A belated reply from Bradford University to our open letter about bag searches and fliering bans: Our analysis

Way back on 1/12/17 we wrote to the Vice-Chancellor of Bradford University about the way in which campaigners were prevented from distributing fliers outside the public lecture by Dorothy Thompson, CEO of Drax power station. (Our open letter to Bradford University Vice-Chancellor and the original newstory.)

We finally received a reply from Bradford University on Wednesday 10th January – six weeks after we sent our letter- but just one day after we contacted the then Universities Minister, Jo Johnson about our experience at Bradford University (Letter to Kirklees Campaign against Climate Change 10 January 2018 – as before, we’ve removed identifying details of the sender to protect privacy).

We don’t think it’s a very thoughtful or reflective response. In particular:

  • It includes a factually incorrect statement: that fliering was stopped by staff in a reception area. There was a reception area adjacent to the lecture theatre where attendees waited and were offered refreshments. When we were approached by staff and told we could not distribute fliers we were not in that area. We weren’t even outside that reception area. We were in spacious landing area with two sets of doors between us and the reception area (and, of course, we were not in any way impeding access.to the reception area.)
  • Bradford University staff did not tell us that there was an issue with the place where we were fliering and invite us to flier in a preferred space. They told us we were not allowed to flier. Full stop.
  • The reply doesn’t address the issue of last minute announcements of bag searches nor does its reference to large bags needing to remain outside the lecture theatre address the issue that one of our team was told they could not take a small bag into the lecture theatre.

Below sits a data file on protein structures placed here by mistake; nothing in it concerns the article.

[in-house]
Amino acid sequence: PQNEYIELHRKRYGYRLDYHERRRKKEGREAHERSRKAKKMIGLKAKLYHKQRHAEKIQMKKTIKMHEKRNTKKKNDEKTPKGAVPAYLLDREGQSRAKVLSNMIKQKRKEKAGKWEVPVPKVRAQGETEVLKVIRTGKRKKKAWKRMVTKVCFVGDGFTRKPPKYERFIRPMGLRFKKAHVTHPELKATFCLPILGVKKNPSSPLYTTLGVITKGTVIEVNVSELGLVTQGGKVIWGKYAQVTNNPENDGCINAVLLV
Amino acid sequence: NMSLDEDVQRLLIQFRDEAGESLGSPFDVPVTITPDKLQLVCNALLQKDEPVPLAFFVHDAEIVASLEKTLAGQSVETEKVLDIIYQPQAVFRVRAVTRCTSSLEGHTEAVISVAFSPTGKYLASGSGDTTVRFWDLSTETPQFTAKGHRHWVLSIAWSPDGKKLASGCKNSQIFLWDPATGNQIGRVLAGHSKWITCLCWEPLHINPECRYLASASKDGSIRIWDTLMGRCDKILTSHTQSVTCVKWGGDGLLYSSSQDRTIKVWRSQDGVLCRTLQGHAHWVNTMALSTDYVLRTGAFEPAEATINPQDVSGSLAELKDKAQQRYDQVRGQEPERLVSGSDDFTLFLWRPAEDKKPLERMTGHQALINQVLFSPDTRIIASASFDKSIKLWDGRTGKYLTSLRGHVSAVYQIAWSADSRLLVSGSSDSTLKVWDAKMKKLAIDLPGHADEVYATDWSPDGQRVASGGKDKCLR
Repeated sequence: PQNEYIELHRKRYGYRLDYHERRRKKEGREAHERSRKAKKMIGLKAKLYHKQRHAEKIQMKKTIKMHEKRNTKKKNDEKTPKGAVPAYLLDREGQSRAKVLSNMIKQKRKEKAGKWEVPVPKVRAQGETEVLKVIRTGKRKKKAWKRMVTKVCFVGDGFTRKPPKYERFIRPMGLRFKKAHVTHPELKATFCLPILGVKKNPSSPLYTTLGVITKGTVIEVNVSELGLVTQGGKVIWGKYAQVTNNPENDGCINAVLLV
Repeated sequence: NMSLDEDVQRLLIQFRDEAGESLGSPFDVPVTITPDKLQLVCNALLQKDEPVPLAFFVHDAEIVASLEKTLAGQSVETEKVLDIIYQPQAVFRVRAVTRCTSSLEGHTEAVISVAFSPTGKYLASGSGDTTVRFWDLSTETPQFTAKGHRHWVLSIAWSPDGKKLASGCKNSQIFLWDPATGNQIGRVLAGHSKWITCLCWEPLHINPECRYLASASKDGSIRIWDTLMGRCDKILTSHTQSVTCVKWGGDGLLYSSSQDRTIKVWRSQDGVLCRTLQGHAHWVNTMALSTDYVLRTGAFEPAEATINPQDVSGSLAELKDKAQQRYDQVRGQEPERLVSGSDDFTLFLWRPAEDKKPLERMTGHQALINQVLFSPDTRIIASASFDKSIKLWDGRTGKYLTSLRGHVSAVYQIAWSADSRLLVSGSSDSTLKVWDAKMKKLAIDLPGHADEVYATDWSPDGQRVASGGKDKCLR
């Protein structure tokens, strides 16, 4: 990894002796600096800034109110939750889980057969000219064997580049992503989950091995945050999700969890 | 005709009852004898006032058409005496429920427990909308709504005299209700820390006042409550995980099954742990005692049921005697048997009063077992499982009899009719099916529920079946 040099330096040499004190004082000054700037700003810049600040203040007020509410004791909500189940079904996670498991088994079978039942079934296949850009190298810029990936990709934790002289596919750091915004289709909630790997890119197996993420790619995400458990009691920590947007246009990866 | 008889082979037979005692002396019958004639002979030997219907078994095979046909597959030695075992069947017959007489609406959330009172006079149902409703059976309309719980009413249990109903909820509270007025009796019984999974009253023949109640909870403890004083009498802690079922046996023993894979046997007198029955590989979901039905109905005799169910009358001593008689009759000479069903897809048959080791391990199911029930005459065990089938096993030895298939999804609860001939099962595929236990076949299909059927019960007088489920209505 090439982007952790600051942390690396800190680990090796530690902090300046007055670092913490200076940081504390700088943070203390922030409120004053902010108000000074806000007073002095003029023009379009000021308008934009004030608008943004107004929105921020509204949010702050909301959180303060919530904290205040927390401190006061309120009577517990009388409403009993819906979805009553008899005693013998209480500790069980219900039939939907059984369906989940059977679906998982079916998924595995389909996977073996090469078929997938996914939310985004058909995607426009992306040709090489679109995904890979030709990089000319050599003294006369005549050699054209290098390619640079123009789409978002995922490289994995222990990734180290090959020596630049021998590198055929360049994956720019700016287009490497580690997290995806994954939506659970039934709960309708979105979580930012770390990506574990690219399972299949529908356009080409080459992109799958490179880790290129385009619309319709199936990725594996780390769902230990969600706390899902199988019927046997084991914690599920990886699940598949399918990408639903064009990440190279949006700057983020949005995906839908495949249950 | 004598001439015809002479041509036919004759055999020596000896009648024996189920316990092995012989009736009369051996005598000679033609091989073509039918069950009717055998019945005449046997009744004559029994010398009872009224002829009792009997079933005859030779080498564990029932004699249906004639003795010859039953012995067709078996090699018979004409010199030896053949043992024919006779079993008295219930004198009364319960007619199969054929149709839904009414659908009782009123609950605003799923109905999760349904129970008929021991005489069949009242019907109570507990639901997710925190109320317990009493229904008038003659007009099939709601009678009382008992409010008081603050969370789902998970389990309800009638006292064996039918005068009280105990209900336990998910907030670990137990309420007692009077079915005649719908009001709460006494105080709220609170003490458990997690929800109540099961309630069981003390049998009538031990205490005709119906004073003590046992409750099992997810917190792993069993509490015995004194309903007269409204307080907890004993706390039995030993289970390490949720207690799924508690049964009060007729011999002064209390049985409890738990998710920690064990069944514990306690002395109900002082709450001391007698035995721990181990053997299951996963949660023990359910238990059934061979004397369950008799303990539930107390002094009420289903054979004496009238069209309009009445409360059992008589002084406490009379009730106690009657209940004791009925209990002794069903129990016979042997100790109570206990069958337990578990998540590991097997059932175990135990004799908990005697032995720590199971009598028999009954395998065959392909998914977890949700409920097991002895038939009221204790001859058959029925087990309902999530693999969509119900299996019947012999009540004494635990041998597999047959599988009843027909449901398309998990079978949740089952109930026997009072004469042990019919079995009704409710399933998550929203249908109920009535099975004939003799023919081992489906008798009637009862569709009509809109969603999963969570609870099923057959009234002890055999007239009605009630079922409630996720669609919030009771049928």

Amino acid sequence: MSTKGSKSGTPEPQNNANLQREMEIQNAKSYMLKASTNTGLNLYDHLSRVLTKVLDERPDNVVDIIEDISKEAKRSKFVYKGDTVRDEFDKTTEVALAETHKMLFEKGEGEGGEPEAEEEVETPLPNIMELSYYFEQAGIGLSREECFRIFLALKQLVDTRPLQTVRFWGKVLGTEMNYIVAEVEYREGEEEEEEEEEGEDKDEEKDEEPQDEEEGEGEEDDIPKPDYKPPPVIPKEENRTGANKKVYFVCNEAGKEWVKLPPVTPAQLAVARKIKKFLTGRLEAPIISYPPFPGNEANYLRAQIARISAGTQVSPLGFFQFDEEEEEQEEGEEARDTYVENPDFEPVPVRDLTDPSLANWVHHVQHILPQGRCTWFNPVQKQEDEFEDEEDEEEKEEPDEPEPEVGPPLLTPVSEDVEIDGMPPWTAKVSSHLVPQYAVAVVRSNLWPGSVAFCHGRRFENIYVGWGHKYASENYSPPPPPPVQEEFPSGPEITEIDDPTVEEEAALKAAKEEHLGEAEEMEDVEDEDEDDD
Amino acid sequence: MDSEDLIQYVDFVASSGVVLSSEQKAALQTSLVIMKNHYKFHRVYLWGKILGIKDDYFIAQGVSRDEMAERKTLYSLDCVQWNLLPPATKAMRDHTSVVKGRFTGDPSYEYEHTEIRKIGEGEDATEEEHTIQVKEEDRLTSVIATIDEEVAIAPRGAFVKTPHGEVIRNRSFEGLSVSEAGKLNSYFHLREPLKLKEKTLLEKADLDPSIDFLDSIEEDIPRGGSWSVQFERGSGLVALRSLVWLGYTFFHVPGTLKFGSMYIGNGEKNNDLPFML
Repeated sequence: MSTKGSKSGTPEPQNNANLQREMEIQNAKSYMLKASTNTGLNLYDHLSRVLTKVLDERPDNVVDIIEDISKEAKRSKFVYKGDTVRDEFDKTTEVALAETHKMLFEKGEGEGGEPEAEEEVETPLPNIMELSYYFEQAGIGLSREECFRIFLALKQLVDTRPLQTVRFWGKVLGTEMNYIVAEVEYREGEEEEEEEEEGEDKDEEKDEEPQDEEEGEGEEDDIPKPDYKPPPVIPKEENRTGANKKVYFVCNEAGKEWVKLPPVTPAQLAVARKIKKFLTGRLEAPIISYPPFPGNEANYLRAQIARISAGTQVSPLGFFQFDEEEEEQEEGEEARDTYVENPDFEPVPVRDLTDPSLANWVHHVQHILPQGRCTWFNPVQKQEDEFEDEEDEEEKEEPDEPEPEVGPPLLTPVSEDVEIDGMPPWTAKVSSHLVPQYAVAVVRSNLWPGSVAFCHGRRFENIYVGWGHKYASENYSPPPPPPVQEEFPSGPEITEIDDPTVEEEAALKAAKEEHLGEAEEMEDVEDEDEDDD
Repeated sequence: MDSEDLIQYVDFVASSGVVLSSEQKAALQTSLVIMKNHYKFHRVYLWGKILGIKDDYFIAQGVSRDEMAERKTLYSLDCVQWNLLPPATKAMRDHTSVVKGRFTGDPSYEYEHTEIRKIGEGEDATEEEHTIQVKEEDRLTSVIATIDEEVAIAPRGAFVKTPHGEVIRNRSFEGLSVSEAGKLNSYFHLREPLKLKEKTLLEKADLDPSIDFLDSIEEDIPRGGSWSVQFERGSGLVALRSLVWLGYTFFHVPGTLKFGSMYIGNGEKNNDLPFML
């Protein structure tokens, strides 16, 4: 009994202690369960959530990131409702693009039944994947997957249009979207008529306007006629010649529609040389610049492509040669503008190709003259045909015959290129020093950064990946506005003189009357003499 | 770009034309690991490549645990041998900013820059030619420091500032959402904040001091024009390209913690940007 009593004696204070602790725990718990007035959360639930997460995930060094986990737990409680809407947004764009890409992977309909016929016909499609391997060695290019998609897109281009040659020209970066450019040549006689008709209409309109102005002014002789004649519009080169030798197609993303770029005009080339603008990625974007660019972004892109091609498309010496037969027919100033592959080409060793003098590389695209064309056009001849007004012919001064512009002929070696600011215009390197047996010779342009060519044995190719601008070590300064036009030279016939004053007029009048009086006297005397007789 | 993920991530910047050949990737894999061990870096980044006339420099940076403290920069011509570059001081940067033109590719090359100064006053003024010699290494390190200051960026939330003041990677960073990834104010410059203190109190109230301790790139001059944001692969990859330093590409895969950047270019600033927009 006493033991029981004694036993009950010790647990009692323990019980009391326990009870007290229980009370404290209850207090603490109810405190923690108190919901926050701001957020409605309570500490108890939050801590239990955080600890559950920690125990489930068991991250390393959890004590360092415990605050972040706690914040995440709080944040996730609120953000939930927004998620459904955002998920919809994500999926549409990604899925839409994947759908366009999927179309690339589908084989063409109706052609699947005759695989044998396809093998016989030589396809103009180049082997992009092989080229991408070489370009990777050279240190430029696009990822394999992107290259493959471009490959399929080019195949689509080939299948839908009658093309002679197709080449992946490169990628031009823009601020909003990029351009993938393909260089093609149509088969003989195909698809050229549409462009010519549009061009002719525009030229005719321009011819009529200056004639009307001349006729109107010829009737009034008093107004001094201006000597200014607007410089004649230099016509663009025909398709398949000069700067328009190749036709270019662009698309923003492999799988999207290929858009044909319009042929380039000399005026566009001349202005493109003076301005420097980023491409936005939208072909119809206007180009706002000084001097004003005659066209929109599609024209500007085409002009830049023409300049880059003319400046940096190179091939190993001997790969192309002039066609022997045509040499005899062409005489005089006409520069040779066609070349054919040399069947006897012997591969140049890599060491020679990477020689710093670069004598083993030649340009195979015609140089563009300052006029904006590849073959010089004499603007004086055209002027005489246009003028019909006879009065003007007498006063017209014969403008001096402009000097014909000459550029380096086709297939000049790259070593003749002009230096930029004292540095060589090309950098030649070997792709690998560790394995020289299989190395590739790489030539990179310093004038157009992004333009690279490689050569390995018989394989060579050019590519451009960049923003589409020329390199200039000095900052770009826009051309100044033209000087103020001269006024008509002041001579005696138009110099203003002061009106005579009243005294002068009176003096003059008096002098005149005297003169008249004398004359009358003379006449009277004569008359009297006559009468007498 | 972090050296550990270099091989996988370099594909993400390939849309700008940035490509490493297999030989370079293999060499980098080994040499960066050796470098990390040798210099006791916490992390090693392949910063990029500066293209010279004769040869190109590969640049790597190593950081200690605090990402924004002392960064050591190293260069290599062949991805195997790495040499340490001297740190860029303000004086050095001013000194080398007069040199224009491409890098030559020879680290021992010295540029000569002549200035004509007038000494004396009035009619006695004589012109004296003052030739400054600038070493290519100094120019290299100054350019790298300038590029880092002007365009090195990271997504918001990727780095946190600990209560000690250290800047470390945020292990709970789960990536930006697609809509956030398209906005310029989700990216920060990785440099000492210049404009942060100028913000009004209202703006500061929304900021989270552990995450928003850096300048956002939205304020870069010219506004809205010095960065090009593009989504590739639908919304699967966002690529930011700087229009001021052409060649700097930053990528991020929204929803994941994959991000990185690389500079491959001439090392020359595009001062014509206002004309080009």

• The suggestion that “the range of speakers and events that take place throughout the year on the campus” is evidence of Bradford University’s commitment “to the principles you mention – promoting enquiry, debate and freedom of speech” is clearly (and perhaps deliberately) missing the point. Inviting a speaker to present controversial views and then actively preventing people from providing information from an alternative point of view (including a list of referenced questions that people might want to ask the speaker during the Q&A section) is suppressing enquiry, debate and freedom of speech.
  • The reply doesn’t address the final question we asked them which was ‘Would you agree that Bradford University’s response to an action which was non-disruptive, openly promoted and honestly promoted is likely to discourage actions of a similar nature and more likely to encourage secrecy, lack of openness with Bradford University and more disruptive protests?’

Bradford University can approach debate and awareness-raising in any way they choose. We’re content to share our experiences and to raise awareness of the approach of Bradford University in order that individuals and groups who wish challenge or protest controversial speakers can make an informed decision about the approaches that may be most and least successful in the future.

The issue of freedom of speech in universities has been very much in the news recently, including, on Boxing Day, Universities Minister Jo Johnson’s suggestion that the new ‘Office for Students’ could fine universities that do not protect freedom of speech.

As we said above, we wrote to Jo Johnson on 9/1/18 to share our experience at Bradford University and Our open letter to Bradford University Vice-Chancellor and to ask him to reply to two questions.

  1. If you believe in the liberal values of open debate of contrasting views,  do you believe that universities have a responsibility, not only to allow controversial views to  be expressed, but also to facilitate protest that enables those views to be challenged?
  2. If you do not believe that universities have a responsibility to facilitate protest against controversial views, would that you agree that the effect of these fines would be to suppress debate and free speech and simply to impose views that are, at best controversial, at worst, offensive and dangerous?

Jo Johnson was replaced by Sam Gyimah as Universities Minister in the re-shuffle on 9/1/18. We’ll share any reply – or lack of reply- from him shortly after 23/1/18.


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